With their attentions locked on the ensuing football season, Kentuckians must be forgiven if they don’t become excited enough to perform an end-zone jig in response to Gov. Beshear’s recent press release trumpeting more than 100 federally funded new jobs in the commonwealth.
Xerox Corporation is going to use federal taxpayer dollars to hire more than 100 Kentuckians to operate call centers to assist individuals seeking information on the Kentucky Health Benefit Exchange.
The jobs are the direct result of Beshear signing on to Obamacare’s health exchange last year, and – in keeping with his and Kentucky’s pattern – chasing every federal dollar dangled in front of the Bluegrass State.
Allowing Beshear, or any government body for that matter, to take credit for any job creation here is already more than generous. After all, when’s the last time a politician created a job without first swiping funds for employment from the private sector?
The answer: Never.
Despite Beshear’s touchdown histrionics, this whole fiasco is a governor-sized sack and an example of publicly funded jobs crowding out their private sector counterparts in the commonwealth’s healthcare industry.
In the past year alone, Extendicare Health Services, a giant in the elderly care industry, and Kentucky Spirit, one of the commonwealth’s three Medicaid managed-care providers, took hundreds of good-paying jobs and millions in capital with them when they left our state as a result of its generally disagreeable business climate and dependency on federal funding.
And it was only two years ago that Omnicare, a Fortune 500 company that provides pharmaceutical and healthcare consulting services, left Kentucky for rival turf in neighboring Ohio – a move precipitated by legislation in 2005 that created an extra tax burden on healthcare providers. Five hundred northern Kentucky jobs left with the move, as did hundreds of thousands of dollars in taxable payroll income.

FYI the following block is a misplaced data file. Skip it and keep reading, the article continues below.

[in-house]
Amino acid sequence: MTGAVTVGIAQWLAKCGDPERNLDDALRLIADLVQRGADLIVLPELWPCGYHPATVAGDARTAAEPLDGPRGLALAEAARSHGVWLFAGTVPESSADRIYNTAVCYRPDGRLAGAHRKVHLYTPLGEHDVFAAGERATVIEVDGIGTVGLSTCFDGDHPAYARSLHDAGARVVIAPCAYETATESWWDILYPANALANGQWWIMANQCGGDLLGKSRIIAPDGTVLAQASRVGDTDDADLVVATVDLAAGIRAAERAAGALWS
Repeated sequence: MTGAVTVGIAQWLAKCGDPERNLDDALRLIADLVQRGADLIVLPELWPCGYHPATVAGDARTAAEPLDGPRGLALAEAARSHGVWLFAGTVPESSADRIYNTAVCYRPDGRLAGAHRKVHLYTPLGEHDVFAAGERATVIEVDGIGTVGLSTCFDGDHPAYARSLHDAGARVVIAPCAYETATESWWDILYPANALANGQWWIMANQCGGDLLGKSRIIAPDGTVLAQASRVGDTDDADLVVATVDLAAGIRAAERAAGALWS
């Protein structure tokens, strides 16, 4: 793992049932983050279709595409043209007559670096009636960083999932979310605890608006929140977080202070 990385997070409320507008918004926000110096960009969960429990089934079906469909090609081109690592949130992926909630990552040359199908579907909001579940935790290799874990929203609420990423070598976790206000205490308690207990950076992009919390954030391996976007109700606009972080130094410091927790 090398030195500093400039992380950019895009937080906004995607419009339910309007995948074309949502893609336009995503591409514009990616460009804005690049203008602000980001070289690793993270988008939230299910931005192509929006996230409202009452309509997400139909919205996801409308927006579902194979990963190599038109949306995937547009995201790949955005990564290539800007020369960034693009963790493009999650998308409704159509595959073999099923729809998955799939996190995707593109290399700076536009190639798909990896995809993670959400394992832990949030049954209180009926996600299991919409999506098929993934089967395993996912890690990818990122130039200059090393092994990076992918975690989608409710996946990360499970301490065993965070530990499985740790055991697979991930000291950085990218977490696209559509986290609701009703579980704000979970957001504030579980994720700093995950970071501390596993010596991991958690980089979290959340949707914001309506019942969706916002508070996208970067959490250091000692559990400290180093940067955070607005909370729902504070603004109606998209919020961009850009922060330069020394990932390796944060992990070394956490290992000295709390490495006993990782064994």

Where was the leadership from Gov. Beshear to help keep this valuable company in the Bluegrass State? He was probably putting extra ink in his pen to sign away yet another piece of Kentucky’s autonomy in exchange for a boondoggle of a federal grant.
Like most politicians, Beshear will crow over his useless lateral passes and the federal handouts he’s procured in an attempt to distract Kentuckians from the private healthcare jobs leaving for greener pastures. But the scoreboard doesn’t lie: 100 jobs – especially federally funded jobs – don’t come close to making up for the hundreds of jobs and millions in revenue and investment that we’ve lost.
And Beshear has absolutely nothing to crow about when it comes to the private sector.
From every angle, Kentucky is a state that’s nearly totally dependent on the federal government.
According to data from the IRS and the Bureau of Economic Analysis, for every dollar Kentuckians fork over to Washington in taxes, the commonwealth gets $1.57 in return. As a result, we accept one-size-fits-all education policies, infrastructure projects, seat-belt laws, retirement packages, farm subsidies and healthcare mandates.
And if you think those federal dollars come with no strings attached, I’ve got some “top-of-the-line” used football gear to sell you.
What could happen if Kentucky’s political leadership made the kind of gutsy plays that now have workers migrating to states like Texas and North Dakota voluntarily for privately funded employment – plays that involve resisting federal payoffs that come our way, denouncing Obama’s health exchanges and Medicaid expansion and pushing for a business-friendly tax structure and right-to-work laws?
If Beshear read from that playbook, the paltry 100 jobs coming to Kentucky as a result of federal babysitting wouldn’t even be worth an announcement.
It’d be an embarrassment.
Jim Waters is president of the Bluegrass Institute, Kentucky’s free-market think tank. Reach him at email@example.com. Read previously published columns at www.bipps.org.